Facts about the Southeastern Massachusetts Bioreserve

A publication by the Bioreserve Partners
Partners include: MA Executive Office of Environmental Affairs,Jane Swift-Governor, Bob Durand-Secretary, The City of Fall River, Mayor Edward M. Lambert Jr.,The Trustees of Reservations, Andrew Kendall-Executive Director

What is the Southeastern Massachusetts Bioreserve?

The Southeastern Massachusetts Bioreserve is a large area of protected land just east of downtown Fall River.The purpose of the over 13,600 acre Bioreserve is to protect, restore and enhance the biological diversity and ecological integrity of a large scale ecosystem representative of the region; to permanently protect public water supplies and cultural resources; to offer interpretive and educational programs; and to provide opportunities for appropriate public use and enjoyment of this natural environment.
The Bioreserve includes 5,150 acres of the Freetown/Fall River State Forest; 360 acres of the Acushnet Wildlife Management Area; 4,300 acres of watershed and conservation lands owned by the City of Fall River; and 3,800 acres of the former Acushnet Saw Mills property, being acquired by the Commonwealth of Massachusetts and The Trustees of Reservations, a nonprofit land conservation organization.

What is a bioreserve?

A bioreserve is a large land area that is permanently protected from development and managed to ensure the long term health of the natural resources. The concept, which originated in a program of the United Nations, aims to balance conservation of biological diversity, protection of cultural resources, economic development, and human activity.

Why establish a bioreserve here?

Southeastern Massachusetts is one of the fastest growing regions in the state. Statewide we lose 44 acres of open space to development every day, and in this region sprawl is consuming land at three times the rate of population growth. In establishing the Bioreserve, we seized a rare opportunity to protect a large, contiguous forest with diverse habitats and natural communities.
The new Bioreserve encompasses and protects natural communities representative of the region. It also contains several important communities and species considered at risk by the state's Natural Heritage and Endangered Species Program. These include Atlantic white cedar swamps, which host several rare species and have been decreasing over the years due to filling, draining, and extensive conversions to cranberry bogs; and the pitch pine-scrub oak barrens, which host species that are adapted to dry conditions and recurring fires. The Bioreserve is also home to such endangered, threatened, or at risk species as the Plymouth gentian, a flowering plant found only along broad, sloping lakeshores; marbled and four-toed salamanders, spotted and Eastern box turtles, and the barrens buck moth.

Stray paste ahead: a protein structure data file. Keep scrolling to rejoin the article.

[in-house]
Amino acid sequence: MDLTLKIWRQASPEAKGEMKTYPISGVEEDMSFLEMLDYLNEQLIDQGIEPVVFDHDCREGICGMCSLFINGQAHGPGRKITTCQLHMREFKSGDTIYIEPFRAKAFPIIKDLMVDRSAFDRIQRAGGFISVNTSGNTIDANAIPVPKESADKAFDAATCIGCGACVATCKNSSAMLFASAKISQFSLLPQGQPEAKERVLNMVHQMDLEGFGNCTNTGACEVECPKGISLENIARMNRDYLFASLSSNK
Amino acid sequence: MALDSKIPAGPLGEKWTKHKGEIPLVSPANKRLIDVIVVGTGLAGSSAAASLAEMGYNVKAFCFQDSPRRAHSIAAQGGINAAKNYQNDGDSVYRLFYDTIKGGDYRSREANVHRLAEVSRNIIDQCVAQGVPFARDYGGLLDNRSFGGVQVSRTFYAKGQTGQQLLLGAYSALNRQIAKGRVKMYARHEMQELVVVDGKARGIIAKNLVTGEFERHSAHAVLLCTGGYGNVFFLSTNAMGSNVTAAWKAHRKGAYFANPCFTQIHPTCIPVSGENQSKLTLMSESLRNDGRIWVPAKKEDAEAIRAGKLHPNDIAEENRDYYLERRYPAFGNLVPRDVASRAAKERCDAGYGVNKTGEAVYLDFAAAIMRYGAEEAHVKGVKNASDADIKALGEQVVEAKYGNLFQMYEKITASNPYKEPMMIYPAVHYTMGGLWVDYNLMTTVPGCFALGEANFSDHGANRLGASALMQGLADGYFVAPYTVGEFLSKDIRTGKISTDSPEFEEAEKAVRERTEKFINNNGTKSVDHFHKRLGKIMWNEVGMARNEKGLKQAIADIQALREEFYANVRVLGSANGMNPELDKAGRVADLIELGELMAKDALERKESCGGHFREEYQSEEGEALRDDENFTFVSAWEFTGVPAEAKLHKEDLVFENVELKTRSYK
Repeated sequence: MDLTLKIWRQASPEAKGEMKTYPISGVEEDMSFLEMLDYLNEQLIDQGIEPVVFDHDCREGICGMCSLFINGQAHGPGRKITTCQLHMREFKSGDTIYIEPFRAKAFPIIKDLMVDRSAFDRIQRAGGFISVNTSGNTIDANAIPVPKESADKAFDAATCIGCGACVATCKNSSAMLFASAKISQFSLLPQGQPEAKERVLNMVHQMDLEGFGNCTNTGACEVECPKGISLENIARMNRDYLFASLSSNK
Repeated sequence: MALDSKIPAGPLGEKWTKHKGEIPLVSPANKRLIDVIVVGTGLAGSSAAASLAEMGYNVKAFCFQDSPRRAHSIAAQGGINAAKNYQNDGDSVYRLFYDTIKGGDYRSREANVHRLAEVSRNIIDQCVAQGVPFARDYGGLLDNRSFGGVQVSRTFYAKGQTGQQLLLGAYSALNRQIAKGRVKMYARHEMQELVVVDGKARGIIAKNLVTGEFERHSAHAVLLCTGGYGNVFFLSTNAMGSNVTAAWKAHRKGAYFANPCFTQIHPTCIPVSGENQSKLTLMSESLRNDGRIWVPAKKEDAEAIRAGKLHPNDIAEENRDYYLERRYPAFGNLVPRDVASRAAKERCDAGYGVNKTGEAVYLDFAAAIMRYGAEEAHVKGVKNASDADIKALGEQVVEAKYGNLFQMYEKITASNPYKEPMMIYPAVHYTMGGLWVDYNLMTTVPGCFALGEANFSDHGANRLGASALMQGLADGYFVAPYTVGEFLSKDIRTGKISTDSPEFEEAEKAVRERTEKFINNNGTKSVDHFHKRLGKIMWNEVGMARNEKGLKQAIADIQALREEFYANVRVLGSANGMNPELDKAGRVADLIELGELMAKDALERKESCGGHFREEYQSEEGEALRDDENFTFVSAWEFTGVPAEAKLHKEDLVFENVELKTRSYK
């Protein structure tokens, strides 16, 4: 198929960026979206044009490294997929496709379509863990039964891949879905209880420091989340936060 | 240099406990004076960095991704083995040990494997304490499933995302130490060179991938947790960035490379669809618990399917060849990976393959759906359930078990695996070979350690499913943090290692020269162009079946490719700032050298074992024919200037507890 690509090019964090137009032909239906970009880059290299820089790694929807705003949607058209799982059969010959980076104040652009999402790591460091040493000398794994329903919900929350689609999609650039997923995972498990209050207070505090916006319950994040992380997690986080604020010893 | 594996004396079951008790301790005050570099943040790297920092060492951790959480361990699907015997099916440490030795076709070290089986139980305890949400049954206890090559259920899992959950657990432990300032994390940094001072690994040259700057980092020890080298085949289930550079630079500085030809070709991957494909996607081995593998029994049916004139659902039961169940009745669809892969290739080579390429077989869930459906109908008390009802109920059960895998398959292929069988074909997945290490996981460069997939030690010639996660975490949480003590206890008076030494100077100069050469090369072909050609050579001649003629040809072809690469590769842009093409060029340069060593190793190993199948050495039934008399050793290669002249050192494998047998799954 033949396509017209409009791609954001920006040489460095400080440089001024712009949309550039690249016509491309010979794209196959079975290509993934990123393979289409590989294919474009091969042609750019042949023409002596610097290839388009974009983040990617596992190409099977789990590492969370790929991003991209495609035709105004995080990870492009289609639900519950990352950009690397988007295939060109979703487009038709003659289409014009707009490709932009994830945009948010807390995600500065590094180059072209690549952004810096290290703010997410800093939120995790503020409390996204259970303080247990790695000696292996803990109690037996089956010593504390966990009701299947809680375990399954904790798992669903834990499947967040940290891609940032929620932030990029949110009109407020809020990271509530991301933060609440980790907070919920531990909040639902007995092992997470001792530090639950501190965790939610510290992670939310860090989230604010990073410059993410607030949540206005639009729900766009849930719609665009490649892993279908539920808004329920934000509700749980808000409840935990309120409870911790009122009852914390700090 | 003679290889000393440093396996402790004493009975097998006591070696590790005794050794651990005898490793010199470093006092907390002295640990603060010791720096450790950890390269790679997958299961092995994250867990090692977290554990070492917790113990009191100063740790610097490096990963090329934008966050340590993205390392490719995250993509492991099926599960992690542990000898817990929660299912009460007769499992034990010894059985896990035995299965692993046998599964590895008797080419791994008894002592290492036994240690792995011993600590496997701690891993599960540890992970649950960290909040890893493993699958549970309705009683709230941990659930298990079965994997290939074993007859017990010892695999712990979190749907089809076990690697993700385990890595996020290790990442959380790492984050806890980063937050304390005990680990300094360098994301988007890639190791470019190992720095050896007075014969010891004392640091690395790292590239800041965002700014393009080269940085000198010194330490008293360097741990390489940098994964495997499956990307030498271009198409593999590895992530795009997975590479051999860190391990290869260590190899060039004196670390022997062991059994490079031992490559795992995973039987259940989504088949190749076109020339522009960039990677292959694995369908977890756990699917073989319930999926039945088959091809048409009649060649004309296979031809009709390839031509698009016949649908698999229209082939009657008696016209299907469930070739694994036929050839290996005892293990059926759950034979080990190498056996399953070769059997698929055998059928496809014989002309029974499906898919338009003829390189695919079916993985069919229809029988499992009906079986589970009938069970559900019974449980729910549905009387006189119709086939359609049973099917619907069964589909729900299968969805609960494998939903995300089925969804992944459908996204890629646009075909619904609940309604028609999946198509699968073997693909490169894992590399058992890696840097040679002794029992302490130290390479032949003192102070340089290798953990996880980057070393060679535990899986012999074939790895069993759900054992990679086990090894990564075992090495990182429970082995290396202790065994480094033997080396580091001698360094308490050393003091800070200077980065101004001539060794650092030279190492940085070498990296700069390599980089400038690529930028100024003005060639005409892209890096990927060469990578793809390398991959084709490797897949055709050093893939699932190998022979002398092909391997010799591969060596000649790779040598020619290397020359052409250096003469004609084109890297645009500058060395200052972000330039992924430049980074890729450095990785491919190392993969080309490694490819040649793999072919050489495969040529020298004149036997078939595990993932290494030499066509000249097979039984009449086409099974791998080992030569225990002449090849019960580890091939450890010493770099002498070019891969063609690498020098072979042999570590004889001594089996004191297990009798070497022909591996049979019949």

What is the economic development component of this Bioreserve?

In exchange for the City of Fall River's participation in the Bioreserve partnership, The Fall River Redevelopment Authority will receive 300 acres of the state forest from the Commonwealth to create a business park. This executive park will generate up to 2,200 new jobs for Fall River and the surrounding communities. There will be no economic development activities within the protected lands of the Bioreserve.

Who owns the Bioreserve?

The Bioreserve lands are owned and managed by the Commonwealth of Massachusetts, the City of Fall River, and The Trustees of Reservations. The state will continue to own the state forest and wildlife area and is purchasing most of the Acushnet Saw Mills property. The City will continue to own the watershed lands, which will be managed by the Water Board and Water Department. The Trustees of Reservations is purchasing 508 acres of the Acushnet Saw Mills property. In addition, the state will own a conservation restriction on the City's watershed lands and The Trustees' property, which is an added layer of legal protection that ensure's the land will never be developed.

How will the Bioreserve be managed?

The partners, working with a group of local stakeholders, are developing a joint management plan for the Bioreserve that will cover a wide range of issues, including forest and wildlife management, water supply protection, and public access. Each partner has agreed to manage its lands in a manner compatible with the plan and designed to achieve the goals of the Bioreserve. The partners have also pledged to jointly manage and maintain the Bioreserve so as to maximize the use of funding and staff resources.

How can the public participate in developing the plan?

The partners and the advisory group hold monthly meetings on the second Thursday of every month that are open to the public. In addition, the planning team will hold several public forums and a public comment period to gather ideas for and to discuss the management plan before it is finalized. The draft and final plans will be available at local libraries and other public locations.